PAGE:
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A Second Wave of Coronavirus Could Mean a Devastating Fall

As the summer approaches and the rate of transmission of the coronavirus begins to move in undulations instead of huge spikes, complacency could trigger a bigger wave as schools open and people move inside.

In the fight against the coronavirus, assuming the best-case scenario — the population continuing to maintain social distancing and hand hygiene; keeping the elderly protected by sheltering in place; wearing masks; robust testing; and “really good contact tracing” — we’ll see the virus smolder. Absent that good behavior, we may see a potentially devastating second wave in the fall.

“Some places will have a problem and then go back into shelter and place but we’ll never have anything as horrific as what happened in New York City. We’ll see undulations until it’s over. That’s the best scenario,” said Dr. John Swartzberg, clinical professor emeritus at UC Berkeley-UCSF Joint Medical Program, Infectious Diseases and Vaccinology Division. 

On the other hand, of all of those protections and mitigation tactics fade into complacency, we could see the darkest period yet, beginning around October.

The summer may not be catastrophic as people move outside and are not confined indoors and practice reasonable social distancing and so forth. But things could begin to change drastically as schools open and people move indoors.

“Over the summer, people are going to get complacent, and we may see a gradual increase in cases but nothing dramatic,” Swartzberg said. “When schools and universities open up, people will be moving around the country a lot more and this may represent a major transmission.”

In October, after two incubation periods, the cases could start to dramatically increase. That would also coincide with flu season and, in California, fire season, where the smoke could exacerbate the seriousness of the virus in some people.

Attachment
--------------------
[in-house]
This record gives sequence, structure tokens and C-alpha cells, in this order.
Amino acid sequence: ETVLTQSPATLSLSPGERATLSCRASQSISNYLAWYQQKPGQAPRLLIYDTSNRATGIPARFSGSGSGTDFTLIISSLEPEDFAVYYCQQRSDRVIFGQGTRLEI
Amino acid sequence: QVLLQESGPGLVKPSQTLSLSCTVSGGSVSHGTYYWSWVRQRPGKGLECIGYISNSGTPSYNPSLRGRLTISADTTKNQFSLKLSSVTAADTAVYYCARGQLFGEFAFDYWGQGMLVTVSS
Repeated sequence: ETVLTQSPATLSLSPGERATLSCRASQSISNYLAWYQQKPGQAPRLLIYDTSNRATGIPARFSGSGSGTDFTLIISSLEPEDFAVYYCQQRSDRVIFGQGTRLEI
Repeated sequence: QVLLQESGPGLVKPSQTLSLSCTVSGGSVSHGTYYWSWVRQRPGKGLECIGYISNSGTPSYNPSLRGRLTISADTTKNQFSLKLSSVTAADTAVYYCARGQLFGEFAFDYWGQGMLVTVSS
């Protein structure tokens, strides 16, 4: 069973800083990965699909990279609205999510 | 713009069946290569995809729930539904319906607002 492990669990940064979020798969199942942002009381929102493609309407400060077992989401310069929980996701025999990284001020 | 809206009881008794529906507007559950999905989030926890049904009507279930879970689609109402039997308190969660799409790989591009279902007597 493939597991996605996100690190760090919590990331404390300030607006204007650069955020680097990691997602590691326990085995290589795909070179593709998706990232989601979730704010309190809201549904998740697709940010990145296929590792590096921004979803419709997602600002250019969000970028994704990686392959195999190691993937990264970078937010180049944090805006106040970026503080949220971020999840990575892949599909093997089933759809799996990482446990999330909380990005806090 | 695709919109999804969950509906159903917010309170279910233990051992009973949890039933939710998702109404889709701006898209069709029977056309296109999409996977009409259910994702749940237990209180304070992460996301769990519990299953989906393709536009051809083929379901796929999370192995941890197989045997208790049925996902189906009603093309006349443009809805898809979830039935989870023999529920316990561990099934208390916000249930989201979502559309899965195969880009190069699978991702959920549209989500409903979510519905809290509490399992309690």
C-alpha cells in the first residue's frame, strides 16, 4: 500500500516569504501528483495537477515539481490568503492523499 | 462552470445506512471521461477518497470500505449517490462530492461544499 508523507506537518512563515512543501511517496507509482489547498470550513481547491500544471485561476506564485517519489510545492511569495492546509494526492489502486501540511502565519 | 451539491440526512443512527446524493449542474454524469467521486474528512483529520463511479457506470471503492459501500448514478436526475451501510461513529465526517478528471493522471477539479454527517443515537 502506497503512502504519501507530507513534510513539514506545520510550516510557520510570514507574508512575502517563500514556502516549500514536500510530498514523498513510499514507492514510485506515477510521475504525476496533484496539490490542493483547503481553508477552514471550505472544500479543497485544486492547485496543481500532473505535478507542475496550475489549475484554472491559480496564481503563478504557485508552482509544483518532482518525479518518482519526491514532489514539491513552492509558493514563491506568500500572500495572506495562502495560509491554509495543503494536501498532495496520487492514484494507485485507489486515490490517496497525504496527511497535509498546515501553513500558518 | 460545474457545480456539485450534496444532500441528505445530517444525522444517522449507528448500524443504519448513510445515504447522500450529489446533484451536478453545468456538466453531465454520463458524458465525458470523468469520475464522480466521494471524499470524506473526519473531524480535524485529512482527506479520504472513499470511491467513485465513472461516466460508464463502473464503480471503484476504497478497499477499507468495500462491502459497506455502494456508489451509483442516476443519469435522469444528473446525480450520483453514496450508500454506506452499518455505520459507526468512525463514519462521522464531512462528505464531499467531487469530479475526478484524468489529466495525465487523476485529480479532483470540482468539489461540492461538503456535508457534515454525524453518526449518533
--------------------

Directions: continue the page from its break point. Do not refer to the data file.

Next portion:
“It’s completely dependent on how human beings behave,” Swartzberg said. “If we behave badly like in the Ozarks [where a number of people gathered to party without social distancing and at least one person later tested positive for the coronavirus] we’re going to see a lot of pain and a lot of deaths and a lot of awfully sick people.”

Dr. Julie Swann is a professor for the Edward P. Fitts Department of Industrial and Systems Engineering at North Carolina State and was a science advisor for the H1N1 pandemic response at the Centers for Disease Control and Prevention in 2009. Swann says there will be a second wave, and that given the nature of the virus and the inability to shelter in place for a more extended period of time, is inevitable.

She said that in looking at the places where the virus hit, had those places waited for a vaccine or herd immunity before opening up, it would take years or decades for that to happen.

“When people talk about second waves, sometimes there are different kinds they have in mind,” Swann said. “Someone says are we going to have a second wave of cases now that we’ve lifted shelter-in-place policies and, yes, I do think that we are seeing and will continue to see a second wave of cases after distancing policies are released.”

Swann said the second wave may look different from what was experienced in hard-hit areas, such as New York City, New Jersey, Connecticut, and other areas, but that everyone will get hit. “We do know that the virus will eventually get everywhere,” she said.

“Often the first locations hit by viruses are those that are dense and enable transmissions quickly and those that are very connected, either through airplanes or workplace commuting.” She said. “So of course that explains the reason the New York region was hit sooner than some areas of the country.”